India has banned wheat exports with immediate effect, citing a risk to its food security, partly because of the war in Ukraine.
A notice in the official journal of the Foreign Trade Directorate, dated Friday, said a surge in global wheat prices threatened food security in India and neighboring and vulnerable countries.
One of the main objectives is to control the rise in domestic prices. World wheat prices have increased by more than 40% since the start of the year.
Before the war, Ukraine and Russia accounted for a third of world wheat and barley exports. Since the February 24 Russian invasion, Ukrainian ports have been blocked and civil infrastructure and grain silos have been destroyed.
At the same time, India’s wheat crop has been hit by a record heat wave that is slowing production.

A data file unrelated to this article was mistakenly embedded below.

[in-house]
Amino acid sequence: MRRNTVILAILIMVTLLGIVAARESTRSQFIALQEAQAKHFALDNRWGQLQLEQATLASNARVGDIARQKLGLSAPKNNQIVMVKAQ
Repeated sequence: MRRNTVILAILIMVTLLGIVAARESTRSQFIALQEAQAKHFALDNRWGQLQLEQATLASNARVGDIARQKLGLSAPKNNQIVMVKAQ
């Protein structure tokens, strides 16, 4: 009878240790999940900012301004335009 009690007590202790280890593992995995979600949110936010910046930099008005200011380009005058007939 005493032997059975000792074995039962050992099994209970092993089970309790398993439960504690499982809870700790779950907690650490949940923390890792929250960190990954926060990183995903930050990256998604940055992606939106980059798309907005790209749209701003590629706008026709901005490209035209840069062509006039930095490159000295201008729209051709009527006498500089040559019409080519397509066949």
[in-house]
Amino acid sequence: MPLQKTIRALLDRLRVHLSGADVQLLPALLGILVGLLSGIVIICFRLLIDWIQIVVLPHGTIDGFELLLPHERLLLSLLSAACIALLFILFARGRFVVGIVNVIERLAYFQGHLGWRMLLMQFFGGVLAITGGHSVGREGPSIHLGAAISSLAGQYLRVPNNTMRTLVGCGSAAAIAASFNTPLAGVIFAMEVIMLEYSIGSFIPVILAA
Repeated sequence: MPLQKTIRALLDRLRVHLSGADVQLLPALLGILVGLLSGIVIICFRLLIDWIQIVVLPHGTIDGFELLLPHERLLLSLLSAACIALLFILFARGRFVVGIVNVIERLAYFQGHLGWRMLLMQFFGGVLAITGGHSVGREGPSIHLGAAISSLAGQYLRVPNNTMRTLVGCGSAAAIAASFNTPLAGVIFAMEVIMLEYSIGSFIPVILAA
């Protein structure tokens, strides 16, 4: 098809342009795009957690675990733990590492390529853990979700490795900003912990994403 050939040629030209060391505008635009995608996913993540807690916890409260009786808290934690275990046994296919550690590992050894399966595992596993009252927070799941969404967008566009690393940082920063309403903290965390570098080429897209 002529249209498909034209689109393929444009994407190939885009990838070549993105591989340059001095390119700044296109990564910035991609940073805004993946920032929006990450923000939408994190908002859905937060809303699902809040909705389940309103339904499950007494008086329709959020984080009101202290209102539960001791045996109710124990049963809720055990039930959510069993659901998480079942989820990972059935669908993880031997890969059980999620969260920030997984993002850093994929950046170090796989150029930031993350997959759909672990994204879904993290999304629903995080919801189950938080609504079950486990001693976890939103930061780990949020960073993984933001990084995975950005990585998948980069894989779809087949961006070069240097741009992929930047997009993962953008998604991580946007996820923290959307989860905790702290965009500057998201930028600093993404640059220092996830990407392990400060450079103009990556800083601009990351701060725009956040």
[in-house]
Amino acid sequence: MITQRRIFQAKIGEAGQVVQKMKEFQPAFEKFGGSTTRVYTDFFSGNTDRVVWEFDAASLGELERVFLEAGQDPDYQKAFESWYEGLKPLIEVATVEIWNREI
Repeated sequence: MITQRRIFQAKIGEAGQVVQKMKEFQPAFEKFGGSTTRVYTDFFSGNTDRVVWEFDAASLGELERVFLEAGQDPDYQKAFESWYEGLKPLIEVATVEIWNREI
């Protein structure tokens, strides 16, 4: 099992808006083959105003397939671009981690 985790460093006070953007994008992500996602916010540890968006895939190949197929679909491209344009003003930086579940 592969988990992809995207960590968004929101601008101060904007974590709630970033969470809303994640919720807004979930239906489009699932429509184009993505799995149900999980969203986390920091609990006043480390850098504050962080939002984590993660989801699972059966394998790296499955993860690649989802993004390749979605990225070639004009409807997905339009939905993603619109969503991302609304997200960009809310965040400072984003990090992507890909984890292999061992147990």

Although it is the world’s second largest producer of wheat, India consumes most of the wheat it produces. It had set a target of exporting 10 million tonnes of grain in 2022-23, seeking to capitalize on global disruptions in wheat supplies due to war and find new markets for its wheat in Europe, in Africa and Asia.
Much of this sum would have gone to other developing countries such as Indonesia, the Philippines and Thailand.
In addition to weather-related problems hurting crops, India’s vast wheat stocks – a buffer against famine – have been strained by the free distribution of grain during the pandemic to some 800 million people.
To balance supply and demand, the government requires about 25 million tons (27.5 million US tons) of wheat each year for a massive food welfare program that typically feeds more than 80 million people.
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